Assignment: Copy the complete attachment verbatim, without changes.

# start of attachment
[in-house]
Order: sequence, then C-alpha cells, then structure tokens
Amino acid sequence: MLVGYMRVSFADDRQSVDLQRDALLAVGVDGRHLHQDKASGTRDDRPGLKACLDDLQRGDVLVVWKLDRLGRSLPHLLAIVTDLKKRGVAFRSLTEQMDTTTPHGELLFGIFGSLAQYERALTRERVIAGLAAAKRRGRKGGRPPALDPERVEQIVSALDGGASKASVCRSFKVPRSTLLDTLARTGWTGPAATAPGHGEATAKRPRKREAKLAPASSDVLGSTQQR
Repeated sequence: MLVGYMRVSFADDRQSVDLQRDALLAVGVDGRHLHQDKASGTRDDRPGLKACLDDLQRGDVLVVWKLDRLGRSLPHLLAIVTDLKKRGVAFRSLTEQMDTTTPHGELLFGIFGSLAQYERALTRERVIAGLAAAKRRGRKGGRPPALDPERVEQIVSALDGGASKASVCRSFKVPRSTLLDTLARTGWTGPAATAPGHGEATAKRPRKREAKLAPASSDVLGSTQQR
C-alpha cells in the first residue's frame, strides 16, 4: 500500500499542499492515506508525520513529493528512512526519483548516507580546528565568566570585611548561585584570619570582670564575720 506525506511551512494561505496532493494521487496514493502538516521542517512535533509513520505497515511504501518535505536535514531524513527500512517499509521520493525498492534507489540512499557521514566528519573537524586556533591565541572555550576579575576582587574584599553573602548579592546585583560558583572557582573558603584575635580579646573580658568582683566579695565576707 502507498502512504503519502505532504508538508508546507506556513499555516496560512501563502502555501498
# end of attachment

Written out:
[in-house]
Order: sequence, then C-alpha cells, then structure tokens
Amino acid sequence: MLVGYMRVSFADDRQSVDLQRDALLAVGVDGRHLHQDKASGTRDDRPGLKACLDDLQRGDVLVVWKLDRLGRSLPHLLAIVTDLKKRGVAFRSLTEQMDTTTPHGELLFGIFGSLAQYERALTRERVIAGLAAAKRRGRKGGRPPALDPERVEQIVSALDGGASKASVCRSFKVPRSTLLDTLARTGWTGPAATAPGHGEATAKRPRKREAKLAPASSDVLGSTQQR
Repeated sequence: MLVGYMRVSFADDRQSVDLQRDALLAVGVDGRHLHQDKASGTRDDRPGLKACLDDLQRGDVLVVWKLDRLGRSLPHLLAIVTDLKKRGVAFRSLTEQMDTTTPHGELLFGIFGSLAQYERALTRERVIAGLAAAKRRGRKGGRPPALDPERVEQIVSALDGGASKASVCRSFKVPRSTLLDTLARTGWTGPAATAPGHGEATAKRPRKREAKLAPASSDVLGSTQQR
C-alpha cells in the first residue's frame, strides 16, 4: 500500500499542499492515506508525520513529493528512512526519483548516507580546528565568566570585611548561585584570619570582670564575720 506525506511551512494561505496532493494521487496514493502538516521542517512535533509513520505497515511504501518535505536535514531524513527500512517499509521520493525498492534507489540512499557521514566528519573537524586556533591565541572555550576579575576582587574584599553573602548579592546585583560558583572557582573558603584575635580579646573580658568582683566579695565576707 502507498502512504503519502505532504508538508508546507506556513499555516496560512501563502502555501498